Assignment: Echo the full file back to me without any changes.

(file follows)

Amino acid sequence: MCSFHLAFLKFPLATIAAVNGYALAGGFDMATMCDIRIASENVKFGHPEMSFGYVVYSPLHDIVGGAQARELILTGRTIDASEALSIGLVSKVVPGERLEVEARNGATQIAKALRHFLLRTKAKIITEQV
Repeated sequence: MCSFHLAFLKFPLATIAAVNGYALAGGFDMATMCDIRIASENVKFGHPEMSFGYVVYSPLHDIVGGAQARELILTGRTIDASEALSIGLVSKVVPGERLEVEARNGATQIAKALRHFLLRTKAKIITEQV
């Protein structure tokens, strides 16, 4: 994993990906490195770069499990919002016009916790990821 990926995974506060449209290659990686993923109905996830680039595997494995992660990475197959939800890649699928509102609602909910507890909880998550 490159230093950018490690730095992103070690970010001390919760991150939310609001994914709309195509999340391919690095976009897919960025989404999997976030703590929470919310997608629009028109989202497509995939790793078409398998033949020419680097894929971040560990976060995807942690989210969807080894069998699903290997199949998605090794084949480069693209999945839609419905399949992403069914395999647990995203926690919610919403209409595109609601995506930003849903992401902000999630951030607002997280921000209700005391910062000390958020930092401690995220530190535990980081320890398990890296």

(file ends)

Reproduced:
Amino acid sequence: MCSFHLAFLKFPLATIAAVNGYALAGGFDMATMCDIRIASENVKFGHPEMSFGYVVYSPLHDIVGGAQARELILTGRTIDASEALSIGLVSKVVPGERLEVEARNGATQIAKALRHFLLRTKAKIITEQV
Repeated sequence: MCSFHLAFLKFPLATIAAVNGYALAGGFDMATMCDIRIASENVKFGHPEMSFGYVVYSPLHDIVGGAQARELILTGRTIDASEALSIGLVSKVVPGERLEVEARNGATQIAKALRHFLLRTKAKIITEQV
């Protein structure tokens, strides 16, 4: 994993990906490195770069499990919002016009916790990821 990926995974506060449209290659990686993923109905996830680039595997494995992660990475197959939800890649699928509102609602909910507890909880998550 490159230093950018490690730095992103070690970010001390919760991150939310609001994914709309195509999340391919690095976009897919960025989404999997976030703590929470919310997608629009028109989202497509995939790793078409398998033949020419680097894929971040560990976060995807942690989210969807080894069998699903290997199949998605090794084949480069693209999945839609419905399949992403069914395999647990995203926690919610919403209409595109609601995506930003849903992401902000999630951030607002997280921000209700005391910062000390958020930092401690995220530190535990980081320890398990890296």